Utilising Digital Publishing, you can easily create attractive banners and scenic layouts without the need of external graphic software or HTML knowledge. This module helps to create banners containing HTML text or buttons, alongside images or coloured areas, all neatly organised in stackable layers, directly from your Shopware backend.
This extension can be found in our Shopware Store, the easiest way to find a specific plugin is the search-bar. Complete the order process and login to the backend of your store. Navigate to Configuration > Plugin manager > My purchases. You need to login and click the refresh button. Your new extension is now listed and can be installed. After installing the extension go to the menu entry installed and refresh. Activate the extension. Finally delete the cache under Settings > Cache/Performance > Clear Shop Cache and refresh the backend.
A banner created using Digital Publishing basically consists of three “working surfaces” lying on top of each other:
Once opened, the module appears as follows:
An unlabeled tab will open when you create a new banner. Once the banner is assigned a name, this tab will automatically adopt the assigned name.
The tab splits into two sections. The banner can be configured on the left-hand side; the preview on the right-hand side.
The banner is the fundamental surface of Digital Publishing. It specifies the framework for layers and elements and contains the background colour / image.
Layers are design surfaces that lie within the banner. One or several elements can be placed on each banner. Several layers can be stacked one on top of another; the order can be changed using drag & drop in the layer tree. You can define where elements are placed on the banner with the help of layers.
Elements always cover all of a layer's width and are added to a layer by stacking them on top of each other. You can arrange the elements' positions and order by using drag & drop in the layer tree. Additionally, moving elements between layers works the same way.
When defining background colours (i.e. on banners or layers) you can make use of colour gradients. However, be aware that not every browser is able to handle CSS gradients (especially older versions of Internet Explorer). You can learn more about CSS gradients here. To work with gradients, you just have to enter the colour values without a semicolon, i.e. linear-gradient (to right, #547faf 0%,#6bc6bf 100%).
We will now reconstruct the banner shown at the beginning of this article and test how it behaves in different sizes. This is to mimic the banner's behaviour on different devices.
Click the Unlabeled banner first, assign a name and choose a background colour or image. In this example we are assigning an image, which we already uploaded into our Media Manager.
Now we create the first layer of our banner. This will be the turquoise box that acts as background for our main tagline.
Click New layer and set orientation to the lower-left corner of the banner. We now create a margin for the layer not being too close to the bottom or side of the background image. Set the maximum width to 500px (it’s important to include the unit (px) here). The maximum width will always be wider than the text contained within, however the size is ultimately determined by the text elements (which we will create in the next step). Set the margin to 40px on the sides and 60px on the bottom and assign the colour rgba(92, 154, 171,0.75).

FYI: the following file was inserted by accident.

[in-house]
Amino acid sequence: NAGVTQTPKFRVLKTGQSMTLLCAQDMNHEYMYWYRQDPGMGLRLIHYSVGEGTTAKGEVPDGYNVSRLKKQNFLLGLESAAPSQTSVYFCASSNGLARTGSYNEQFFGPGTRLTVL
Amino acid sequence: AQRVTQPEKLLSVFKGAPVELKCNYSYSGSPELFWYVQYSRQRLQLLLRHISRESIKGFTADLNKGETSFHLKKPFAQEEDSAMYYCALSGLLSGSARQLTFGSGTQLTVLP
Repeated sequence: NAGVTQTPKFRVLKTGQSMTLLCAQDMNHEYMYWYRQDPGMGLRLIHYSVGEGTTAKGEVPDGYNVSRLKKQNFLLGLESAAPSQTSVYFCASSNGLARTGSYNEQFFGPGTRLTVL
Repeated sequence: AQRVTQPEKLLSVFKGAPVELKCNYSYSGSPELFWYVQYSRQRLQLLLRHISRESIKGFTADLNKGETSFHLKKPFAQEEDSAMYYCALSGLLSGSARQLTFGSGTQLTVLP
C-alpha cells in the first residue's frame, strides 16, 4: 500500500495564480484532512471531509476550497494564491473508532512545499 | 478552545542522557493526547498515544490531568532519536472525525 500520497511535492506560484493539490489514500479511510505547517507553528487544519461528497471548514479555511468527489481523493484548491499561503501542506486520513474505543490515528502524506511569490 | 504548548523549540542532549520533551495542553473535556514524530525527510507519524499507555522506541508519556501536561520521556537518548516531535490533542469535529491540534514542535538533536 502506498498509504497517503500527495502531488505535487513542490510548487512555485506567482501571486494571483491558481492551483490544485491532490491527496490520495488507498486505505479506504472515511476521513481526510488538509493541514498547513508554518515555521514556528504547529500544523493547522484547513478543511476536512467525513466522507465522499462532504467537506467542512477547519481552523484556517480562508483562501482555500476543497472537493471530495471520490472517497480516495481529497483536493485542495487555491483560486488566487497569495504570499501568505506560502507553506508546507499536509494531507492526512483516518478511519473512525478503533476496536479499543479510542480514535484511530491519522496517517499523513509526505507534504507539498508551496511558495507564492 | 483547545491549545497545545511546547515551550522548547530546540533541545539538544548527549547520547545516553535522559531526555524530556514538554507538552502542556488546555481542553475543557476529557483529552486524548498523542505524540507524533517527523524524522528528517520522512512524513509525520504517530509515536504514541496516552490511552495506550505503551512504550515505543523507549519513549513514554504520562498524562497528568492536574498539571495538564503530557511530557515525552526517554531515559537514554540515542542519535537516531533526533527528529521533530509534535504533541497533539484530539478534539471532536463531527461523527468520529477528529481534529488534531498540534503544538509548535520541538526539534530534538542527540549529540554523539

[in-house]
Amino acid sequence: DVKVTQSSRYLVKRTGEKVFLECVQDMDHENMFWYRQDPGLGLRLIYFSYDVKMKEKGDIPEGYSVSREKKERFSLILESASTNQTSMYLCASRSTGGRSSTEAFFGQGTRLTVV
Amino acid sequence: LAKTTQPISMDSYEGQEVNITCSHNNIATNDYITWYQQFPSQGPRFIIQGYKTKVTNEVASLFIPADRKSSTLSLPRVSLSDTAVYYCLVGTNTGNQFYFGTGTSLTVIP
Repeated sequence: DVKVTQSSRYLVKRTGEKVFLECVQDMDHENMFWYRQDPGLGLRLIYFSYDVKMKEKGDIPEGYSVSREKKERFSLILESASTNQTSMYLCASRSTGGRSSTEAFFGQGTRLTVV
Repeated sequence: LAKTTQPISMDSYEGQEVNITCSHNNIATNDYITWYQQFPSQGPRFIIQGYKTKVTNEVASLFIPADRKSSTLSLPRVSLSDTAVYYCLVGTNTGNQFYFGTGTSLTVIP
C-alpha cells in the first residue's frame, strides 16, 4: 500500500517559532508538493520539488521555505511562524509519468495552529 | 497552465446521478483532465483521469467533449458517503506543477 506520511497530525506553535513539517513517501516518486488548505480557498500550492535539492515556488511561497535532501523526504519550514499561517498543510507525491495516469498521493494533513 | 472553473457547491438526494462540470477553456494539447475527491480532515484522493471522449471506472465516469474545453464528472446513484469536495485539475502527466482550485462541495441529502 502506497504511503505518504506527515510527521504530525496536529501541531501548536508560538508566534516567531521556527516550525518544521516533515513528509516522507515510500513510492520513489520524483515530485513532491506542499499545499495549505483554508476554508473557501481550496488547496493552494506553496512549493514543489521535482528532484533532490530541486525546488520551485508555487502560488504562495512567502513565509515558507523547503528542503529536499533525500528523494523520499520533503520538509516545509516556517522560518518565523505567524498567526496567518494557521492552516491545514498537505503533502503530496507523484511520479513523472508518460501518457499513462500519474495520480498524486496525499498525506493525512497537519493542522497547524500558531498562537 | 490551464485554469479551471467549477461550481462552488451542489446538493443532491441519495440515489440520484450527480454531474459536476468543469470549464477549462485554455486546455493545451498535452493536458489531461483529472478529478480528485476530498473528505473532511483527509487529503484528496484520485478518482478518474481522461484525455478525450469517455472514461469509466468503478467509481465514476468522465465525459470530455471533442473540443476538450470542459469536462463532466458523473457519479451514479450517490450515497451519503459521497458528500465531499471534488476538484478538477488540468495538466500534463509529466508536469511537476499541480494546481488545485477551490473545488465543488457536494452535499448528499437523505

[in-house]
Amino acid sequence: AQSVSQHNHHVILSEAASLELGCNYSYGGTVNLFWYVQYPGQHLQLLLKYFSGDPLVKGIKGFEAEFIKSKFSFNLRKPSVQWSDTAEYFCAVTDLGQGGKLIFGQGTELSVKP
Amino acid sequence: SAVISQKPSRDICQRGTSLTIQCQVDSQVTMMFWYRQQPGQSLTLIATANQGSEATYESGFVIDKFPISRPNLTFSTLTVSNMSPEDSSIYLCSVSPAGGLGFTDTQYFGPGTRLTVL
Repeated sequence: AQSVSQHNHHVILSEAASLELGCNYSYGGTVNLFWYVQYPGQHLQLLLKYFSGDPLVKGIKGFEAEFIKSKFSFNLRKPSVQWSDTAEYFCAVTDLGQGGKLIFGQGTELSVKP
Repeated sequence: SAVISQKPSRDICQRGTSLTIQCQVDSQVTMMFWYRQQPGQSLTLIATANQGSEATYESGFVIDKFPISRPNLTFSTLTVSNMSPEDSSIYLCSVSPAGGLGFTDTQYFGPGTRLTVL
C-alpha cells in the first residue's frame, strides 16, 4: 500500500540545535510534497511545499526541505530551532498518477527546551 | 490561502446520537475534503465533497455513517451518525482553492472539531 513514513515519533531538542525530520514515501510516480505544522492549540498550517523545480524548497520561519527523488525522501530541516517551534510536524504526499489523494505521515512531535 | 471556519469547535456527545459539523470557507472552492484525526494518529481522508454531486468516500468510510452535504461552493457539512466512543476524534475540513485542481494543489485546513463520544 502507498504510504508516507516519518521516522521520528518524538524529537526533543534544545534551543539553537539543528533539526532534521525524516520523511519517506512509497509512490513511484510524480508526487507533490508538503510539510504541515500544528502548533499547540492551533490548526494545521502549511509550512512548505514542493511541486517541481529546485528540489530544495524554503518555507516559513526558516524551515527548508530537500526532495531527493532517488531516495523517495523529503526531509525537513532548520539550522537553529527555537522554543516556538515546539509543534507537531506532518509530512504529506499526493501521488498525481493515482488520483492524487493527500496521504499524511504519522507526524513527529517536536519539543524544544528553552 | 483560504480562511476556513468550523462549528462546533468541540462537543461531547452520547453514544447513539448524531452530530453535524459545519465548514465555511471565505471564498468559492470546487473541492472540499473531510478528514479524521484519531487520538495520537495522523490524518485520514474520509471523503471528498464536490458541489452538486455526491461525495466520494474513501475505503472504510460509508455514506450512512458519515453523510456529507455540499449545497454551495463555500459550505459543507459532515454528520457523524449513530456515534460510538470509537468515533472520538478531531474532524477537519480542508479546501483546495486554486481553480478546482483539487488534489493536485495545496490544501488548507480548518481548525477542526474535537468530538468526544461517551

Since the background won’t appear until a text element is added, it makes sense to return to this page later and make final adjustments then, if required.
We now add the first text element and begin formatting the text. We recommend increasing the row height so that there is space between the text when it breaks towards the second row (in this example, we used 1.2). We will also adjust the padding so that the text has enough room within the element – 25px on the sides, 20px on the top. Now it might be feasible to test the text's behaviour in diffently sized output formats, by playing around with the image and closely watching the live preview.
Here we follow the same procedure used for the first text element, only that the margins-differs so that it appears lower on the banner. We set the padding to: 10px on the top, 25px on the sides and 40px on the bottom.
When you change the width of the banner in the preview, you can see how the banner behaves in smaller sizes and how the text wraps or breaks.
The second layer is positioned at the bottom-right corner of the banner. Slightly lower than the first banner, but with the same padding as on the sides. This layer will be a call-to-action button, linking the customer to a specific category in the online shop. The background of this layer is set to #bdab8a with a maximum width of 300px.
Here we add text once again, also with some space around the element. For this text element, we set the colour to #3e6b7cand set the margins to 20px on the top and bottom, 25px on the sides.
With the help of the live preview, you can now test how the banner will behave in different sizes and make last-minute adjustments to perfect its final appearance. When everything is in place, you can finally save the banner and use it, for example, in Shopping Worlds.
The banner you just created can now be used e.g. in Shopping Worlds. Within the Shopping Worlds module, there are two elements which can be used to support your banner: Digital Publishing and Digital Publishing Slider. These basically have the same function as the Banner and Banner Slider elements, only that they support images taken from the Digital Publishing plugin.
For users with programming experience, there are additional opportunities to develop the Digital Publishing module even further. More on that? See our wiki pages, e.g.: DevDocs.